At the height of Saturday night's snowstorm, business was brisk at Johnson's Texaco station on Good Hope Road SE. William Bell, an 18-year-old high school student trying to earn a little money, moved quickly as motorists eased their cars up to the pumps.
About 7 p.m., Bell pumped gasoline into a midnight blue Mercedes and two of the three men in the car got out to watch. As Bell finished, one of the men pulled out a gun instead of his wallet and demanded the fistful of cash -- perphaps $500 -- that Bell had collected.
Bell refused and he was shoved into the car and driven off. He was found a short while later, staggering on snow-covered T Street with a gunshot wound in the back. He died shortly thereafter.
The death of William Henry Bell, a young man who was working part time while completing a few credits to graduate from high school, left his relatives and gasoline station colleagues saddened -- and angry.
"He was interested in cars," his father, George, a postal worker for 18 years, recalled yesterday. "And we had just bought him a '66 Mustang and we were working on it to make it the type of car he wanted, which was a race car.
"We were talking about the draft and we had more or less planned for him going into the reserves instead of getting into the regular Army, winding up in some other country," George Bell said. "But here he ended up dead in this country for no reason at all -- senseless -- and when I think about it I could have lost three of them at that one time."
One of the men in the Mercedes also momentarily held a knife on Bell's 15-year-old sister Cherly, near the gasoline pump, one of Bell's four brothers, Terrence, 14 also was at the station and witnessed the incident.
"You don't find too many like him," said Gary Minor, Bell's mechanics teacher at Anacostia High School. "He was a very industrious student, a great easygoing guy, very respectful. I don't think you could find any teacher that could complain about him as far as being polite."
Bell, who apparently was not very interested in academic subjects, had dropped out of Anacostia a few credits short of graduating last year, according to the station's owner, Ernest Johnson.
But Johnson said that with proding from him and family members, Bell had started going to Franklin Adult School to get his high school diploma.
"I've seen him grow up," Johnson said of Bell, who lived across the street from the station, at 1810 13th St. SE. "He was always interested in cars and every time you saw William, he had a hot rod magazine.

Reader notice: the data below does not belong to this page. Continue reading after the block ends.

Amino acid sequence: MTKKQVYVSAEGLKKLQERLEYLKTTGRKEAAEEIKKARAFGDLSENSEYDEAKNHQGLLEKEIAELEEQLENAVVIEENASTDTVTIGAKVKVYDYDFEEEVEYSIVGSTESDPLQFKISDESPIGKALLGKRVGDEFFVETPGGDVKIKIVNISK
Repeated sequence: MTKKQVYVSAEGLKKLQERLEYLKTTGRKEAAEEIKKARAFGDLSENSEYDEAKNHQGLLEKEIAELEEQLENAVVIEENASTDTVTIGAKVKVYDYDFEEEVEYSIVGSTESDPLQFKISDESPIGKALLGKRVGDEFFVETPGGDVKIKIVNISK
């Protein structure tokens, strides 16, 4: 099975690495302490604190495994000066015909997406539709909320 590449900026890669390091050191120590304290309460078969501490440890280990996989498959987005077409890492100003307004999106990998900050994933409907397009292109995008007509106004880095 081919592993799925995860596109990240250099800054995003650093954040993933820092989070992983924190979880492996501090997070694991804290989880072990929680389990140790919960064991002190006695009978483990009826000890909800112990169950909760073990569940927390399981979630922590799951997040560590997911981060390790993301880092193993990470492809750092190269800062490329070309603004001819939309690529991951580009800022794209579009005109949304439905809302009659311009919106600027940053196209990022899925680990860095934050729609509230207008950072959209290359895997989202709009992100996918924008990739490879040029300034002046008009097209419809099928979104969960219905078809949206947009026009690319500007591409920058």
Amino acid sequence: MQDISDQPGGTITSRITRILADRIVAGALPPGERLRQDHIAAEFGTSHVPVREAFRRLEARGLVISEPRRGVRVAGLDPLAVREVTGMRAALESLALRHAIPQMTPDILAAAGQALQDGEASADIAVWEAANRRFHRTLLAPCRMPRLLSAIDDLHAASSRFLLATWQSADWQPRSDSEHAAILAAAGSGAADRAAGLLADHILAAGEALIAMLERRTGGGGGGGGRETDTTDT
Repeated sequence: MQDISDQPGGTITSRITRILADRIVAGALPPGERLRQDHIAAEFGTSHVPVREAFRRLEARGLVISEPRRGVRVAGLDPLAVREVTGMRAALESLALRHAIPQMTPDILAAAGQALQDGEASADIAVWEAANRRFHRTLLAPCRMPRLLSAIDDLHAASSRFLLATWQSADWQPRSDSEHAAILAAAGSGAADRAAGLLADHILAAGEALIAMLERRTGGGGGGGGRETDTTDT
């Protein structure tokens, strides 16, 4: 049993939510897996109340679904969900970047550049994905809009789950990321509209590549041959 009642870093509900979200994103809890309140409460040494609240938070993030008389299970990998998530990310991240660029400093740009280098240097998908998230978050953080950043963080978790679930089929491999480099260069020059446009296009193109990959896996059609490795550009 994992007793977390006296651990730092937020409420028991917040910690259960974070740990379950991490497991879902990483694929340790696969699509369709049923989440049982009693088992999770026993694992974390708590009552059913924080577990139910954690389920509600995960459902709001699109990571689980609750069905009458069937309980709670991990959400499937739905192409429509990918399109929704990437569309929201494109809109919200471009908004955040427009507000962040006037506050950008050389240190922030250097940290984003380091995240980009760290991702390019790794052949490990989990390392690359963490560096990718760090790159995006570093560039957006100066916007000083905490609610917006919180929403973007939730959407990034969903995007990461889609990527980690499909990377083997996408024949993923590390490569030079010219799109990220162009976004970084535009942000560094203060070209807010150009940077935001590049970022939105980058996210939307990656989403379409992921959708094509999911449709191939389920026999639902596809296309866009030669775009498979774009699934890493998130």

"But when he dropped out of school we showed him this type of life without an education wasn't any good," Johnson said. "I told him I'd help him all I could" by letting him work long hours on Fridays, Saturdays and Sundays.
On Saturday night, as Johnson recalls, "I was out there with my employe trying to make an honest living." It was snowing hard and Johnson remembers there were about eight cars waiting for gasoline at the station's two pump islands and another five or six cars backed up onto Good Hope Road.
Johnson said that when he saw the man brandishing the handgun, he, like customers at the station, ducked behind cars. As Bell was driven off in the Mercedes, Johnson followed in a tow truck,staying a half block behind the Mercedes as it tried to get away on T Street, By then treacherous with the fast-falling snow.
As at least one of the men in the Mercedes fired two or three shots at Johnson in the truck, he said, he spotted Bell running up the sidewalk.
"I said, 'Are you all right?' He just grabbed his chest and kept on running," Johnson said.
Bell collapsed 10 feet short of his home and was carried inside by his father and a neighbor, He was rushed to Capitol Hill Hospital, where he died a short time later. z
Johnson said he continued to follow the Mercedes, which earlier had been reported as stolen. He found the car abandoned in front of 1615 18th St. SE, with the gears still in drive and its wheel spinning on an icy sidewalk. The three men had escaped.
D.C. police asked yesterday that anyone who witnesed the holdup or has information about the three men call them at 727-4347.
Meanwhile, friends and colleagues of Bell started a fund at Johnson's Texaco to provide a reward for information leading to arrests in the case. By last night, about $100 had been collected in small donations.